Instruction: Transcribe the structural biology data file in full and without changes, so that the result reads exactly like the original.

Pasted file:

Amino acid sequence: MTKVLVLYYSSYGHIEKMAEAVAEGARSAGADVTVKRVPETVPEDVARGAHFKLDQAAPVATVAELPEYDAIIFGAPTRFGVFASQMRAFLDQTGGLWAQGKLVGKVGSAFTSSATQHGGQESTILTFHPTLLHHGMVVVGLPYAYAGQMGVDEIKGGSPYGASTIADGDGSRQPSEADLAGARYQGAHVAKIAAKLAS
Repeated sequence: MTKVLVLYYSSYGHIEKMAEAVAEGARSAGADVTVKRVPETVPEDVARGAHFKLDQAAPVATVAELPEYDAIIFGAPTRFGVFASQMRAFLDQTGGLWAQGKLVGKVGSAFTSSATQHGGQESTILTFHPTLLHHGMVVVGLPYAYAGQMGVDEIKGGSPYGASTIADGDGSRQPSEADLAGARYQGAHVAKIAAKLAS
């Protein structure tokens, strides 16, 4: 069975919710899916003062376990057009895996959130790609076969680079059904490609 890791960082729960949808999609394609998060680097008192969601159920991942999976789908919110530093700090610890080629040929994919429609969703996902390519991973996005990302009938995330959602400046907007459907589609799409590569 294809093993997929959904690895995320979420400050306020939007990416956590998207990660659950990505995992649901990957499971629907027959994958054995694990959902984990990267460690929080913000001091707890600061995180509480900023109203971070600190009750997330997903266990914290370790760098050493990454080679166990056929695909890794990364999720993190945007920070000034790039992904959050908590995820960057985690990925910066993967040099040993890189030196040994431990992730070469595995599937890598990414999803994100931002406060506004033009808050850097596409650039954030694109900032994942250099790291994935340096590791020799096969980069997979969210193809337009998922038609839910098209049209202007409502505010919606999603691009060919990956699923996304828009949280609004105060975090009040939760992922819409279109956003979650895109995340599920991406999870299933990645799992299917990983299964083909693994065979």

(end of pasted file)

Amino acid sequence: MTKVLVLYYSSYGHIEKMAEAVAEGARSAGADVTVKRVPETVPEDVARGAHFKLDQAAPVATVAELPEYDAIIFGAPTRFGVFASQMRAFLDQTGGLWAQGKLVGKVGSAFTSSATQHGGQESTILTFHPTLLHHGMVVVGLPYAYAGQMGVDEIKGGSPYGASTIADGDGSRQPSEADLAGARYQGAHVAKIAAKLAS
Repeated sequence: MTKVLVLYYSSYGHIEKMAEAVAEGARSAGADVTVKRVPETVPEDVARGAHFKLDQAAPVATVAELPEYDAIIFGAPTRFGVFASQMRAFLDQTGGLWAQGKLVGKVGSAFTSSATQHGGQESTILTFHPTLLHHGMVVVGLPYAYAGQMGVDEIKGGSPYGASTIADGDGSRQPSEADLAGARYQGAHVAKIAAKLAS
């Protein structure tokens, strides 16, 4: 069975919710899916003062376990057009895996959130790609076969680079059904490609 890791960082729960949808999609394609998060680097008192969601159920991942999976789908919110530093700090610890080629040929994919429609969703996902390519991973996005990302009938995330959602400046907007459907589609799409590569 294809093993997929959904690895995320979420400050306020939007990416956590998207990660659950990505995992649901990957499971629907027959994958054995694990959902984990990267460690929080913000001091707890600061995180509480900023109203971070600190009750997330997903266990914290370790760098050493990454080679166990056929695909890794990364999720993190945007920070000034790039992904959050908590995820960057985690990925910066993967040099040993890189030196040994431990992730070469595995599937890598990414999803994100931002406060506004033009808050850097596409650039954030694109900032994942250099790291994935340096590791020799096969980069997979969210193809337009998922038609839910098209049209202007409502505010919606999603691009060919990956699923996304828009949280609004105060975090009040939760992922819409279109956003979650895109995340599920991406999870299933990645799992299917990983299964083909693994065979």